The war against sandal-wearing greenie climate alarmist Tim Flannery

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On Australia Day 2007, scientist Tim Flannery was named Australian of the Year at a ceremony on the lawns of Parliament House. “He has encouraged Australians into new ways of thinking about our environmental history and future ecological challenges,” declared then-prime minister John Howard as he presented Flannery with the award.

For The Australian, this was too much to take. In its news story, the Oz reported Howard as having “embraced his inner greenie”, and in its editorial said the decision would be “a controversial choice for some”.

In the year that followed, The Australian published 72 pieces that were either about Flannery or mentioned him — many of them negative or disparaging, often describing him as a climate “alarmist”.

But it wasn’t until 2011, when he was named commissioner of the Climate Change Commission by the Gillard government, that Flannery felt the full force of The Australian’s aggression. “Professor Flannery, a mammalogist and a paleontologist, is no expert on global warming and has made a hash of the subject in the past,” the paper editorialised in February 2011. “Do we really need Professor Flannery to explain climate change? If he wants to be useful, he should urge the government to start selling uranium to India, pronto.”

Until the commission was scrapped in 2013, almost every story about him referred to Flannery’s “tax-payer funded” salary. It was used as an example of the excesses of the Gillard government’s spending in an editorial on September 20, 2013: “The cutting of former chief commissioner Tim Flannery’s $180,000 part-time salary for spruiking climate alarmism is a stark signal of a return to evidence-based and practical policy”.

In 2011, when he first started in the role, another editorial said Flannery was “not a bad bloke, but he would not have been our choice for climate commissioner, a three-day-a-week job for which he will be paid $180,000 a year”. That’s not to mention all the news stories including the same piece of background.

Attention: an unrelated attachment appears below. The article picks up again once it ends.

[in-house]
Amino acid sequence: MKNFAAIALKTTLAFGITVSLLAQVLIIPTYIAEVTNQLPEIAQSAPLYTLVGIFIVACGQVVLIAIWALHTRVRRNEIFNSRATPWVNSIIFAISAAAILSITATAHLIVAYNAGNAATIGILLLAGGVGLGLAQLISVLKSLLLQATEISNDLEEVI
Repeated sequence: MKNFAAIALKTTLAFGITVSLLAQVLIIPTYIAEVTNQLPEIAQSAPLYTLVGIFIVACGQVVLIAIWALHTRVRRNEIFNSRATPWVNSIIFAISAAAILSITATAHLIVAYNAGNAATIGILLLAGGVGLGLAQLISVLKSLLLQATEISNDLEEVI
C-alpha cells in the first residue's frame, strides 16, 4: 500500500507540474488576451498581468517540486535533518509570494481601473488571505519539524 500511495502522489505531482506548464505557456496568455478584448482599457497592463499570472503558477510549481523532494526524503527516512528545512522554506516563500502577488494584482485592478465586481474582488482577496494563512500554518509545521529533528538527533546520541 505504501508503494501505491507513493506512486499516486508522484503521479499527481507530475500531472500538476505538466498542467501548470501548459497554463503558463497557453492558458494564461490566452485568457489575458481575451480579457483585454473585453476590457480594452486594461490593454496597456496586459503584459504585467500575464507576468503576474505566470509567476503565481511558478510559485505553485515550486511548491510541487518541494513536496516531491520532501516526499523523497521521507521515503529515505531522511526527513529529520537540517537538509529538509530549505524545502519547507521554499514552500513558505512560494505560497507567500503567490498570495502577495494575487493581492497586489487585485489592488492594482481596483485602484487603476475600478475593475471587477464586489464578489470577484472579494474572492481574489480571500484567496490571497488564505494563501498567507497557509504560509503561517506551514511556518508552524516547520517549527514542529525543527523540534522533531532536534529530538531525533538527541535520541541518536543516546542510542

In August 2011, the paper published a story claiming that Flannery, who owned a house on the Hawkesbury River north-west of Sydney, had been scaremongering oldies out of their sea-level homes to drive down prices. The article, “Do as I say, not as I do: Flannery’s all at sea”, claimed Flannery had been preaching around the country on his cause: “A few years ago, he spoke of sea-level rises of biblical proportions, where walls of water eight storeys high would subsume all beneath,” the paper reported. “Given all that, many have been surprised to learn Professor Flannery has his own pile right on the water in the trendy tidal region of the lower Hawkesbury River, north of Sydney.”

The report quoted an online forum that had a post saying “doomsayers such as Professor Flannery, after having frightened the elderly to sell their seaside properties, are buying them”. The accusation was wrong and The Australian eventually published a correction a few days later after Flannery hired a QC to apply pressure.

One of the paper’s main allegations against Flannery was based on his comments in 2005 and 2007 that if climate patterns continued there could be trouble with Sydney’s water supply. And in 2007, speaking to the ABC, he referenced a report about increased evaporation rates. He says the point he was making was that we couldn’t assume dams would fill as they previously had — not, as The Australian reported, that the dams would dry up. Flannery insists he was being taken out of context, such that the paper could portray him as an alarmist or fanatic (which became a common feature of its descriptions of him).

In 2015, then-editor-in-chief Chris Mitchell summarised his view of Flannery when he told his own paper that The Australian’s Graham Lloyd was the smartest environment writer in the country “by light-years” and could “run rings around clowns like Tim Flannery in any forum on knowledge of the science”.

Becoming Australian of the Year in 2007 was “the critical point for their campaign against me,” Flannery told Crikey. “And it very much intensified when I became the climate commissioner. It’s sort of relentless really. The stories are so poorly written and so confusing it’s almost remarkable. I think they’ve done themselves an enormous disservice.”

Flannery, a passionate, internationally recognised scientist and author, acknowledges that if you want to create change “you’ll create many enemies”. But in the case of Australia’s national broadsheet, he says, “they take any opportunity to belittle, besmirch, denigrate in any way they can”.


TOMORROW: The man behind the Holy Wars